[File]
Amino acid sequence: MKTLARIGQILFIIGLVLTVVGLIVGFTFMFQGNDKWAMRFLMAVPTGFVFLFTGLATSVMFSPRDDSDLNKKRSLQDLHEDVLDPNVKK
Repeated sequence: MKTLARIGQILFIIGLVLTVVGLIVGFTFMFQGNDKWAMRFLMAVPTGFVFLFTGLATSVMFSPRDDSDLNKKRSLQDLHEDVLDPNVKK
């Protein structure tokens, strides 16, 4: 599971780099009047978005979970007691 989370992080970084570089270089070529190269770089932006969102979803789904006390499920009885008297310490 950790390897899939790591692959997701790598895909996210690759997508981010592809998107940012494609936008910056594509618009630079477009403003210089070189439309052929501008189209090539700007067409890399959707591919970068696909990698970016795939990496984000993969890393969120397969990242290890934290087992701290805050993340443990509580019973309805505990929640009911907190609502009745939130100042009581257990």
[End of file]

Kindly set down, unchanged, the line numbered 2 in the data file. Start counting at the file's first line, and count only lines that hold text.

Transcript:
Repeated sequence: MKTLARIGQILFIIGLVLTVVGLIVGFTFMFQGNDKWAMRFLMAVPTGFVFLFTGLATSVMFSPRDDSDLNKKRSLQDLHEDVLDPNVKK